KATHMANDU, Nepal — Thousands of desperate Nepalese spent another night in the open in the early hours of Monday, terrorized by strong aftershocks that continued to shake the country two days after a massive quake struck, killing more than 3,200 people.
Across the capital, Kathmandu, and beyond, exhausted families whose homes were either flattened or at risk of collapse laid mattresses out on streets and erected tents to shelter from rain. The sick and wounded also lay out in the open, unable to find beds in the city's overwhelmed hospitals.
Outside Kathmandu Medical College, surgeons set up an operating theatre inside a tent.
People queued for water dispensed from the back of trucks, while the few stores still open had next to nothing on their shelves. Crowds jostled at one pharmacy to snap up medicine.
High in the Himalayas, hundreds of foreign and Nepalese climbers remained trapped after a huge avalanche killed 17 people in the worst single disaster to hit Mount Everest.
A total of 3,218 people were confirmed killed in the 7.9 magnitude quake, making it the worst such disaster to hit Nepal since 1934 when 8,500 died. More than 6,200 were injured.
The death toll is likely to climb as rescue workers struggle to reach remote regions in the impoverished, mountainous country of 28 million people and as bodies still buried under rubble are recovered.
With so many people sleeping in the open with no power or water and downpours forecast, fears mounted of major food and water shortages. Across the country, hundreds of villages have been left to fend for themselves.
"We are overwhelmed with rescue and assistance requests from all across the country," said Deepak Panda, a member of the country's disaster management.
Several countries rushed to send aid and personnel.
India flew in medical supplies and members of its National Disaster Response Force. China sent a 60-strong emergency team. Pakistan's army said it was sending four C-130 aircraft with a 30-bed hospital, search and rescue teams and relief supplies.
A Pentagon spokesman said a U.S. military aircraft with 70 personnel left the United States on Sunday and was due in Kathmandu on Monday. Australia said it was sending a specialist urban search and rescue team to Kathmandu at Nepal's request.
Britain, which believes several hundred of its nationals are in Nepal, said it was delivering supplies, medics and search and rescue teams.
But there has been little sign of international assistance on the ground so far, with some aid flights prevented from landing by aftershocks that closed Kathmandu's main airport several times on Sunday.
In the Himalayas, hundreds of climbers were still feeling tremors on Sunday powerful enough to send snow and boulders cascading towards them.
The huge and deadly avalanche on Saturday triggered by the earthquake caused panic at Everest base camp, a sprawling "city" of tents from where mountaineers set off for the world's highest peak.
"It was a monstrous sound, like the demons had descended on the mountain," Khile Sherpa, a Nepalese guide, told Reuters, recalling the moment the avalanche hit.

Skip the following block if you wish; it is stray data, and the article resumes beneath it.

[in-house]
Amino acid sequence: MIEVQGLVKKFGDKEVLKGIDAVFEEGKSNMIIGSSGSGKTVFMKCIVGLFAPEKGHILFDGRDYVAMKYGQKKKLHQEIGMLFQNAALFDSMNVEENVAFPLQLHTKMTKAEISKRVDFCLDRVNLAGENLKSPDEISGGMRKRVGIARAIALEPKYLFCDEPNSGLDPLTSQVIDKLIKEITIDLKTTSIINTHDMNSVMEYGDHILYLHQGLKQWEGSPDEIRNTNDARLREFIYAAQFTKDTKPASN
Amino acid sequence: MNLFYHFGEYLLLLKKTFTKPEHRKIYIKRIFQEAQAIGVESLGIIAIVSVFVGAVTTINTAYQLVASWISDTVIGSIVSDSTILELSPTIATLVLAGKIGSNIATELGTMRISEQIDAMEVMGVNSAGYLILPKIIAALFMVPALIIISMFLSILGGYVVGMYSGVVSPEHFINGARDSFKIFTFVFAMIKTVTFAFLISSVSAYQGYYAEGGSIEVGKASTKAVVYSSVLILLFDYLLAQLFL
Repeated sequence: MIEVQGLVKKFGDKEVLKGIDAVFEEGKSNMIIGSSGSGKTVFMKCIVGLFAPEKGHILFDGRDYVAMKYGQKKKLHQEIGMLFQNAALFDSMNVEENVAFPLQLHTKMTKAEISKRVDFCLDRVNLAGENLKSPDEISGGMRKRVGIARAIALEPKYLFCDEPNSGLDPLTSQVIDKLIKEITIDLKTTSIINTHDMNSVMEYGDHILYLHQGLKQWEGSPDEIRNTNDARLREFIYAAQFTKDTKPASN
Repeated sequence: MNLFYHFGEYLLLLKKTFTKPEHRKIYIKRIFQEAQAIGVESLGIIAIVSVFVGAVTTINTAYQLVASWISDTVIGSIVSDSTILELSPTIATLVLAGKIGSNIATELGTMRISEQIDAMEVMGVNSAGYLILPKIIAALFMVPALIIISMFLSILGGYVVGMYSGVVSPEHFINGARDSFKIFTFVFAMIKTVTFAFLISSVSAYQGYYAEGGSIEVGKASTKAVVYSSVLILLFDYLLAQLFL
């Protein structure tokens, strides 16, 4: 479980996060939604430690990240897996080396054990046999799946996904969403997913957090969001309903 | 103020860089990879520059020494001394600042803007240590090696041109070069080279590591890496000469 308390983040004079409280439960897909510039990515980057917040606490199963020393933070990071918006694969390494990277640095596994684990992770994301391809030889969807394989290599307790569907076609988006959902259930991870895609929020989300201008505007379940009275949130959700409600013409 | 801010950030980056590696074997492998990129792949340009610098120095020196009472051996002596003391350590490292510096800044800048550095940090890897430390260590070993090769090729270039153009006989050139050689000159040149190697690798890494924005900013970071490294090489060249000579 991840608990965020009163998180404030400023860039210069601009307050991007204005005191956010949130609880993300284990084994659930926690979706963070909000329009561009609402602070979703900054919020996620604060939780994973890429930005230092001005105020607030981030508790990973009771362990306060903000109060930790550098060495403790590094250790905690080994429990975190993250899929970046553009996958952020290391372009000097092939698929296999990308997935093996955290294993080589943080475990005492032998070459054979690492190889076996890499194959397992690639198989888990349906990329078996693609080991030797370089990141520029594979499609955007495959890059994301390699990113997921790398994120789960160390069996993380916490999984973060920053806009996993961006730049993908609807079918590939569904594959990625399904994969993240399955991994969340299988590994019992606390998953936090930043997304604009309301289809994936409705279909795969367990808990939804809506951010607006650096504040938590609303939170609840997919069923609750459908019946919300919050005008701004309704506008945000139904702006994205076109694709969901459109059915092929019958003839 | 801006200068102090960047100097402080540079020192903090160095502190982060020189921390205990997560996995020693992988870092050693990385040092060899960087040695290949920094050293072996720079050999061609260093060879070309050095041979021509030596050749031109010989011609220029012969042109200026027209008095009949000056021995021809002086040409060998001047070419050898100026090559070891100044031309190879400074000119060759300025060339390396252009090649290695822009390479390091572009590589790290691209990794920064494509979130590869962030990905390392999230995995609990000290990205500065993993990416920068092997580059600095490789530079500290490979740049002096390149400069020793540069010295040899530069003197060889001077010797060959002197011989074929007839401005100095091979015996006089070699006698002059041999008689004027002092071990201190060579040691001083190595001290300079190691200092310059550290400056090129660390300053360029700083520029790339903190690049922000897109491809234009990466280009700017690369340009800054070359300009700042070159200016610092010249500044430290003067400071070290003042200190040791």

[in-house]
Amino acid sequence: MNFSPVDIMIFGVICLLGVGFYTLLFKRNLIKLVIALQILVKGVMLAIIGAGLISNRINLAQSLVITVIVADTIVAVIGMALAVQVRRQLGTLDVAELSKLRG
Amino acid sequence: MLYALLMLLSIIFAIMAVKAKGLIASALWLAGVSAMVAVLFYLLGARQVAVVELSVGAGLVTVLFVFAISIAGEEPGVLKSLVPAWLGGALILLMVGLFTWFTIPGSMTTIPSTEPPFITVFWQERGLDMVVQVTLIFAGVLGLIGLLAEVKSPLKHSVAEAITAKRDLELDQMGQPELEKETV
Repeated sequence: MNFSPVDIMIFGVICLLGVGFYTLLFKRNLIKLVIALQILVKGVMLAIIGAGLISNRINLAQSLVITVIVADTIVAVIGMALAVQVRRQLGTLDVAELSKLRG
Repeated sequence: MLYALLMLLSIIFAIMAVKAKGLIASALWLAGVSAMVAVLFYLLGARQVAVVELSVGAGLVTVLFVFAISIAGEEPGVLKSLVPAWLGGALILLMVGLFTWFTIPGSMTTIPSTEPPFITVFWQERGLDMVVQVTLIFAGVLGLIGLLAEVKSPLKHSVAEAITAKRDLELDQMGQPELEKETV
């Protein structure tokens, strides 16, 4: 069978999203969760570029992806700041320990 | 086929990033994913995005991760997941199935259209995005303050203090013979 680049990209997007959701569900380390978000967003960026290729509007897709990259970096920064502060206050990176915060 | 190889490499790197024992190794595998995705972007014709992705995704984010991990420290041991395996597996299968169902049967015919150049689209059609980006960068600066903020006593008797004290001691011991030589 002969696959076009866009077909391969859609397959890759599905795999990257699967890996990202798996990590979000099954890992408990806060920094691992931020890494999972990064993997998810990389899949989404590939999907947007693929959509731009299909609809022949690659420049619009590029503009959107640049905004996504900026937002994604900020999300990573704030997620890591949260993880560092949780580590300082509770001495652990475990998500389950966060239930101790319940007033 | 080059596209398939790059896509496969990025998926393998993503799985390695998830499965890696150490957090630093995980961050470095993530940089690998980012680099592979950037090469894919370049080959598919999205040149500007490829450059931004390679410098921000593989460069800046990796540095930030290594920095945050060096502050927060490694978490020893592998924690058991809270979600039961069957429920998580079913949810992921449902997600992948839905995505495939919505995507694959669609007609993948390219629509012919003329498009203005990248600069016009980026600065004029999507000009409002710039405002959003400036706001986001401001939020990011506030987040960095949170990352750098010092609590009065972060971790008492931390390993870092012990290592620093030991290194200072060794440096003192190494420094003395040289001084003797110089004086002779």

He was one of the lucky few airlifted to the relative safety of Kathmandu, although hospitals there were overflowing and hundreds of patients had to wait outside to be treated.
The disaster has underlined the woeful state of Nepal's medical facilities. The country has only 2.1 physicians and 50 hospital beds for every 10,000 people, according to a 2011 World Health Organization report.
"The earthquake has exposed that Nepal's best public hospital infrastructure has crumbled at a time when it should serve more people in a hurry," said Sarvendra Moongla, a senior surgeon at Bir Hospital's Trauma Centre in Kathmandu, which opened in February.
At the Tribhuvan University Teaching Hospital, bodies, including that of a boy aged about seven, were heaped in a dark room. The stench of death was overpowering.
Outside, a 30-year-old woman who had been widowed wailed: "Oh Lord, why did you take him alone? Take me along with him."
COUNTING THE COST
Rajiv Biswas, Asia Pacific chief economist at business research firm IHS, said long-term reconstruction costs in Nepal using proper building standards for an earthquake zone could be more than $5 billion, or around 20 percent of the country's GDP.
"With housing construction standards in Nepal being extremely low ... the impact of the earthquake has been devastating based on initial reports," he said in an early analysis of the likely damage.
In crowded Kathmandu, many buildings were flattened or badly damaged.
Nepali army officer Santosh Nepal and a group of rescuers worked all night on Saturday to open a passage into a collapsed building in Kathmandu. They used pick axes because bulldozers could not get through the ancient city's narrow streets.
"We believe there are still people trapped inside," he told Reuters, pointing at concrete debris and twisted reinforcement rods where a three-storey residential building once stood.
Among the capital's landmarks destroyed in the earthquake was the 60-metre (200-foot) Dharahara Tower, built in 1832 for the queen of Nepal.
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